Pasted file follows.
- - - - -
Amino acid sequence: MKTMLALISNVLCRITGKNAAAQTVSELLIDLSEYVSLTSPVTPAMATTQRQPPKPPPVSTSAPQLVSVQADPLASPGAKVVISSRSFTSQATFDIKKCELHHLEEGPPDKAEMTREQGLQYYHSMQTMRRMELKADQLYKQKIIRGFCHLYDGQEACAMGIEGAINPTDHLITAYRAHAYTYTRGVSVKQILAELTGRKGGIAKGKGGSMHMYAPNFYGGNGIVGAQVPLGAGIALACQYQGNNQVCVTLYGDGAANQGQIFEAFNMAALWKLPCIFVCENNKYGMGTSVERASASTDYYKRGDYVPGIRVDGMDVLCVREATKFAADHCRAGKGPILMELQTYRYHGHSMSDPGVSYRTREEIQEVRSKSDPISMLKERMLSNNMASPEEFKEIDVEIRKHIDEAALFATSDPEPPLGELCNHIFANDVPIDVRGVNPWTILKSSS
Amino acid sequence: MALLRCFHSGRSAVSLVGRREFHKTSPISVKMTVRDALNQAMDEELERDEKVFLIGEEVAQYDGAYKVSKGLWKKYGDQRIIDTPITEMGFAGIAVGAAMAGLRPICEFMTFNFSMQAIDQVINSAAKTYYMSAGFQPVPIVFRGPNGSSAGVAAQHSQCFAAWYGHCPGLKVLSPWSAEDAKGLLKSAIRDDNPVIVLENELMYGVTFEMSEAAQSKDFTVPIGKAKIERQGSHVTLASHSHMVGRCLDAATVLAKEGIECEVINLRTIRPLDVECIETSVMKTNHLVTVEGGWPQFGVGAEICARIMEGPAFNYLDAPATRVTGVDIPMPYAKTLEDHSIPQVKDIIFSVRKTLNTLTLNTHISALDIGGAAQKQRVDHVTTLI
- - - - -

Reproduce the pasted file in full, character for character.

Amino acid sequence: MKTMLALISNVLCRITGKNAAAQTVSELLIDLSEYVSLTSPVTPAMATTQRQPPKPPPVSTSAPQLVSVQADPLASPGAKVVISSRSFTSQATFDIKKCELHHLEEGPPDKAEMTREQGLQYYHSMQTMRRMELKADQLYKQKIIRGFCHLYDGQEACAMGIEGAINPTDHLITAYRAHAYTYTRGVSVKQILAELTGRKGGIAKGKGGSMHMYAPNFYGGNGIVGAQVPLGAGIALACQYQGNNQVCVTLYGDGAANQGQIFEAFNMAALWKLPCIFVCENNKYGMGTSVERASASTDYYKRGDYVPGIRVDGMDVLCVREATKFAADHCRAGKGPILMELQTYRYHGHSMSDPGVSYRTREEIQEVRSKSDPISMLKERMLSNNMASPEEFKEIDVEIRKHIDEAALFATSDPEPPLGELCNHIFANDVPIDVRGVNPWTILKSSS
Amino acid sequence: MALLRCFHSGRSAVSLVGRREFHKTSPISVKMTVRDALNQAMDEELERDEKVFLIGEEVAQYDGAYKVSKGLWKKYGDQRIIDTPITEMGFAGIAVGAAMAGLRPICEFMTFNFSMQAIDQVINSAAKTYYMSAGFQPVPIVFRGPNGSSAGVAAQHSQCFAAWYGHCPGLKVLSPWSAEDAKGLLKSAIRDDNPVIVLENELMYGVTFEMSEAAQSKDFTVPIGKAKIERQGSHVTLASHSHMVGRCLDAATVLAKEGIECEVINLRTIRPLDVECIETSVMKTNHLVTVEGGWPQFGVGAEICARIMEGPAFNYLDAPATRVTGVDIPMPYAKTLEDHSIPQVKDIIFSVRKTLNTLTLNTHISALDIGGAAQKQRVDHVTTLI